Powerspark Electronic Distributor

We previously used a Crane Fireball electronic ignition module in conjunction with the original Lucas 25D. We had the distributor rebuilt and recurved based on our engine modifications by Jeff Schlemmer at Advanced Distributor, However, after some research and discussion with A. C. Dodd, a U.K. “A series” engine tuner we decided to make a wholesale conversion to modern technology and purchased a Powerspark Lucas 45D Distributor. The Lucas 45D distributor replaced the 25D in 1975.

Powerspark manufactures the new distributor casting from an original Lucas model, so it visually appears like the original. The distributor is available in a number of variations. We selected a negative ground high energy model with Powerspark’s electronic ignition module with vacuum advance and top entry cap referred to as D5.

Powerspark 45D with Cap

The distributor is a variable dwell design and the electronic module is capable of three times the spark of their standard sport module. This unit uses a non-ballasted .8 ohms coil and is not suitable for use with copper leads so we have used Cobalt carbon leads sourced from Moss Motors.

This YouTube video by A.C. Dodd does a nice job of explaining the desirability of transitioning to a modern electronic ignition distributor:https://youtu.be/nHOQzi-Je1I?si=NehsJxJQ6vHdZg1Z

At the same time that A. C. Dodd was modifying our new HIF 44 carburetor, we had him recurve our Powerspark dizzy to suit the modifications made to our engine. The unit is now set to reach maximum advance at 3,800 rpm.

We also decided to go with the Viper dry resin high energy .8 ohm coil sold by Powerspark.

Viper Dry Resin High Energy .8 ohm Coil

New Vinyl Door Piping and Ignition Wiring

Two more little jobs need to be accomplished in my journey to “renew” the Healey:

Vinyl Door Piping

After a little over ten years of use, the vinyl piping that edges the aluminum trim plate on the passenger side door shut face pillar was just worn out. My rear door gap is a little tight and the vinyl piping sometimes gets caught as the door closes.

According to Anderson and Moment’s book, Austin-Healey Restoration Guide, the bottom and rear door sills were covered with aluminum trim plates, textured in a raised pattern. A vertical section covered the shut face pillar, secured to the pillar with eight chrome Phillips screws, 54K3024, #28 in the illustration.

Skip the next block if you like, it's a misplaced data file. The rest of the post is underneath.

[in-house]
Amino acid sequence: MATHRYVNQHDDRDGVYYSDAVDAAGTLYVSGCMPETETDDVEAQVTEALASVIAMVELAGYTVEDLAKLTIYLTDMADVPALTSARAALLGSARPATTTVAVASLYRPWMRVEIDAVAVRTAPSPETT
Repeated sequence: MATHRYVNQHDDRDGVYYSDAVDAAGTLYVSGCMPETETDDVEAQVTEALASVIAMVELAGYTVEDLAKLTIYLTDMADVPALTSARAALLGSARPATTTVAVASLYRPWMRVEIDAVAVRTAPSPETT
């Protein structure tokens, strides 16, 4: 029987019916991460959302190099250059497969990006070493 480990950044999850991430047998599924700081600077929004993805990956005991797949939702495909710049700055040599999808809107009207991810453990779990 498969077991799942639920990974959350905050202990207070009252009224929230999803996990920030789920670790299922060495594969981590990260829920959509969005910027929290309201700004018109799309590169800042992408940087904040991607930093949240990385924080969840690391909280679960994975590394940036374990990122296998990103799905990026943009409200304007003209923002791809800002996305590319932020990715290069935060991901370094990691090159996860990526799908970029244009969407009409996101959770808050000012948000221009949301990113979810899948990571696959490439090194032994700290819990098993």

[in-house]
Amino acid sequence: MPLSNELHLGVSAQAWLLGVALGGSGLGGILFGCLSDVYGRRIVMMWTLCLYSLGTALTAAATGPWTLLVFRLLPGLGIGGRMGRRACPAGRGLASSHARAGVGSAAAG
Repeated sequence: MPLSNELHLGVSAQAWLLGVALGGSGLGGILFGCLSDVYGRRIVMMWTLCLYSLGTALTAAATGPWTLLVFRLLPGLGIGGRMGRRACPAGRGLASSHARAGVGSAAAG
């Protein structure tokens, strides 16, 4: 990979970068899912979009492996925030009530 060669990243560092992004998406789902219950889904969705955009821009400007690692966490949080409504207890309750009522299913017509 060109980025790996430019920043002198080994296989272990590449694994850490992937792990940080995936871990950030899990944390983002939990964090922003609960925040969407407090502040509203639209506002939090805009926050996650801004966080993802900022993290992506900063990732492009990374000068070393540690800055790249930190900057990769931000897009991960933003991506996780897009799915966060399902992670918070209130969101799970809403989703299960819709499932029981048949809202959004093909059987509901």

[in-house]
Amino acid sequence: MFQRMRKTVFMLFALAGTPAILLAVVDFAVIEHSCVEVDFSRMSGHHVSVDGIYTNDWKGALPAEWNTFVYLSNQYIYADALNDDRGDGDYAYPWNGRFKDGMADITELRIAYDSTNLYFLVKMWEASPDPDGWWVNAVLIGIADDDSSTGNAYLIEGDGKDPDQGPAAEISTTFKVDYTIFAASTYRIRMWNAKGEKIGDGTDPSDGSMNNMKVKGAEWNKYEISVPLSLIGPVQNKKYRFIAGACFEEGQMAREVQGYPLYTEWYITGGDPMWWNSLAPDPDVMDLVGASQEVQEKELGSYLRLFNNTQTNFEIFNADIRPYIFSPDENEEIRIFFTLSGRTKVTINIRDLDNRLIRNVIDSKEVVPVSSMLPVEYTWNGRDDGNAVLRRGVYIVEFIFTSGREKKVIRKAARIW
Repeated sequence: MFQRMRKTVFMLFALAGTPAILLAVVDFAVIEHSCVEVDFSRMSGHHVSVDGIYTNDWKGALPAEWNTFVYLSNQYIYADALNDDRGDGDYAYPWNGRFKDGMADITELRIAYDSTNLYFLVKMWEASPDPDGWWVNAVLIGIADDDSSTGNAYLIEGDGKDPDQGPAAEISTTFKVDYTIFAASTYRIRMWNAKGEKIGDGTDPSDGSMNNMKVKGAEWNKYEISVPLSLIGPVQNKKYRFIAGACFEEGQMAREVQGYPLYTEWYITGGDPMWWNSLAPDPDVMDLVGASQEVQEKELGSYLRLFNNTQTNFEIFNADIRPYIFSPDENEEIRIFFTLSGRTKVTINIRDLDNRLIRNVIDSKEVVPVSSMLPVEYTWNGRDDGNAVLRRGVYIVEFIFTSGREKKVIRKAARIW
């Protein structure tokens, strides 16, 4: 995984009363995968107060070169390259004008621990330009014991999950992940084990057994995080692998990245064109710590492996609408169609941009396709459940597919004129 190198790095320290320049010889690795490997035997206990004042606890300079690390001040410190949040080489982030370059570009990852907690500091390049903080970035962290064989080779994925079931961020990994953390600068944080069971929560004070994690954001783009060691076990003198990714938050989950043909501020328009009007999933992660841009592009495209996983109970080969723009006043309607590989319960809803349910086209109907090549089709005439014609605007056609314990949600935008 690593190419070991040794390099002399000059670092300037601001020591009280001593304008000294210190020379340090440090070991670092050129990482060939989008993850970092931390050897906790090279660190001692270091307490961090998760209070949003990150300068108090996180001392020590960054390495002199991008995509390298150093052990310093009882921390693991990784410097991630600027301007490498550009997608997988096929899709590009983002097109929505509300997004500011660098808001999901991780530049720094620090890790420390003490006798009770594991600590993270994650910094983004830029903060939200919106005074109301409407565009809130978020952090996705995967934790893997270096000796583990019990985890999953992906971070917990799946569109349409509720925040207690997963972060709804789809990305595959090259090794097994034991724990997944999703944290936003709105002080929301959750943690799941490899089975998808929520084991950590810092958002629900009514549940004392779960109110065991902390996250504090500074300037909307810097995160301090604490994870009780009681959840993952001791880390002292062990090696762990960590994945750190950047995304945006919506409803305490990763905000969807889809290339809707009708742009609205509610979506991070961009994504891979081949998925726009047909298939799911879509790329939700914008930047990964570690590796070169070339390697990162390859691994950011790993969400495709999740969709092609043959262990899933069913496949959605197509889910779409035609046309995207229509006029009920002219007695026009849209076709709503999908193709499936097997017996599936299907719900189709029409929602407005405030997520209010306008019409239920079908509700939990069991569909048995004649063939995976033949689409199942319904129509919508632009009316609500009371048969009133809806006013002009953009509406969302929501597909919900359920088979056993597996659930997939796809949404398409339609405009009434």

Shut face Pillar

Black grained vinyl piping separated the rear trim plate from the rear fender along the door opening. This piping extended up and over the trim panel with its core removed so that it wouldn’t catch on the edge of the door when opened and closed.

From the Concours Guidelines: From the introduction of the Abingdon BN6 through possibly the end of BJ7 production, the shut facing was fastened with small, #4 truss-headed Phillips screws with very small cross- head screwdriver slots. Starting around 1963 or 1964 the screw head was changed from Phillips to Pozidriv. 

To remove the aluminum trim plates, one must remove the door lock striker, 14B2841, #31; that is attached through the door shut face pillar and packing plate, 14B2842, #32, into a tapped plate, 14B2843, #33. The assembly is secured with four chrome Phillips Head striker fixing screws, RMP0312, #34 (#10 x 3/4”)

Door Striker Assembly

The striker assembly is adjustable so to be sure to return the assembly to the same position once reassembled, tape was used to mark the outside edges of the striker on the aluminum trim plate.

Marked Position of Door Striker Before Removing the alloy trim

I removed the striker plate assembly by loosening the 4 Pozi Drive screws.

Door Lock Striker Removed

I then removed the seven #4 Phillips head screws that secure the aluminum trim plate to the door shut face pillar. The trim plate could then be removed. The image below shows how the piping is glued with contact cement to the trim plate before reinstalling.

Reverse Side of Alloy Trim Plate

Geoff Chrysler, owner of Rightway Heritage Trim, made a pair of the piping pieces for me that are the proper size.

Chrysler Vinyl Trim

I glued the piping to the plate and then remounted the plate on the pillar. The turn at the top of the trim plate is difficult to address and it does take some patience. This is the finished product reinstalled on the car.

Vinyl Piping on Door Shut Face Pillar Alloy Trim

Vinyl Piping on Door Shut Face Pillar Alloy Trim

Ignition wiring

The ignition wiring for the coil, distributor and spark plugs was operating perfectly but I thought as a preventative maintenance item I would go ahead and replace the wires so I would be good for another ten years. This included replacing the distributor cap and rotor on the 1-2-3 electronic ignition device. I used the same type of wiring installed on the car when it was restored. The product is made by Pertronix and is designed for use with electronic ignition systems.

Pertronix Spark Plug and Coil Wires